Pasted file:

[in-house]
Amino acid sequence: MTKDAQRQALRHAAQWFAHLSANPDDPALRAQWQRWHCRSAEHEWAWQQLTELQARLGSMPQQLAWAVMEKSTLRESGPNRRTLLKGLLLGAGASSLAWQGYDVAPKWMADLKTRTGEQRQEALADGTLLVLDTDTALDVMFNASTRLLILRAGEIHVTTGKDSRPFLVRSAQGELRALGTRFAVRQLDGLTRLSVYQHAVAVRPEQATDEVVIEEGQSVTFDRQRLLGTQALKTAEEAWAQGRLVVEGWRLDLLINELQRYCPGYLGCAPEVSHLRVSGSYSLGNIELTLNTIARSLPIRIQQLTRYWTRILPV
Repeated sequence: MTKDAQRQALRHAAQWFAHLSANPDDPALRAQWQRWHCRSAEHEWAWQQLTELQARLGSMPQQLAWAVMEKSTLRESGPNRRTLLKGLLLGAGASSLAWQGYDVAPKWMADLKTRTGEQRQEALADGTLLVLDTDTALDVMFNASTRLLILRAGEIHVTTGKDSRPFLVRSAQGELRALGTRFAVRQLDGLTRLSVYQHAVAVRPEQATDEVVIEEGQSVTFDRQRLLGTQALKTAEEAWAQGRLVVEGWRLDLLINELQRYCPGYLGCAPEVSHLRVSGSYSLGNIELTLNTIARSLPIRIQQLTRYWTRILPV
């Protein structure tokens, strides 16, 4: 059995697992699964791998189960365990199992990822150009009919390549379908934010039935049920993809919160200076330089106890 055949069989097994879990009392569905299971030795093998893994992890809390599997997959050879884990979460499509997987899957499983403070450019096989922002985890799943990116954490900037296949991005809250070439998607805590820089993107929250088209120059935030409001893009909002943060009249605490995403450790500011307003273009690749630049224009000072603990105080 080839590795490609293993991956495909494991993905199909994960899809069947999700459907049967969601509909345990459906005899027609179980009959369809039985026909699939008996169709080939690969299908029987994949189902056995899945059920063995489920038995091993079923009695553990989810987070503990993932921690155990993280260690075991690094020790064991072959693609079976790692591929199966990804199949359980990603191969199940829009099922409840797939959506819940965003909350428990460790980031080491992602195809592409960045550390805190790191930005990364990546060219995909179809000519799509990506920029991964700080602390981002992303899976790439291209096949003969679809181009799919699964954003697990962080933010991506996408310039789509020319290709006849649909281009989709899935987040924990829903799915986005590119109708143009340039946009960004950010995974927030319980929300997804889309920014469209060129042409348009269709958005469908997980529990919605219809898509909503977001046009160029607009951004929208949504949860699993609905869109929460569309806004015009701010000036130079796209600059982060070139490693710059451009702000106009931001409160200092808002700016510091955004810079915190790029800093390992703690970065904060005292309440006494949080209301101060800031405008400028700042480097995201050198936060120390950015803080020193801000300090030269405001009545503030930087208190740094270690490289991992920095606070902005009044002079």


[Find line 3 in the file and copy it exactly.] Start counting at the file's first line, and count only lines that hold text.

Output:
Repeated sequence: MTKDAQRQALRHAAQWFAHLSANPDDPALRAQWQRWHCRSAEHEWAWQQLTELQARLGSMPQQLAWAVMEKSTLRESGPNRRTLLKGLLLGAGASSLAWQGYDVAPKWMADLKTRTGEQRQEALADGTLLVLDTDTALDVMFNASTRLLILRAGEIHVTTGKDSRPFLVRSAQGELRALGTRFAVRQLDGLTRLSVYQHAVAVRPEQATDEVVIEEGQSVTFDRQRLLGTQALKTAEEAWAQGRLVVEGWRLDLLINELQRYCPGYLGCAPEVSHLRVSGSYSLGNIELTLNTIARSLPIRIQQLTRYWTRILPV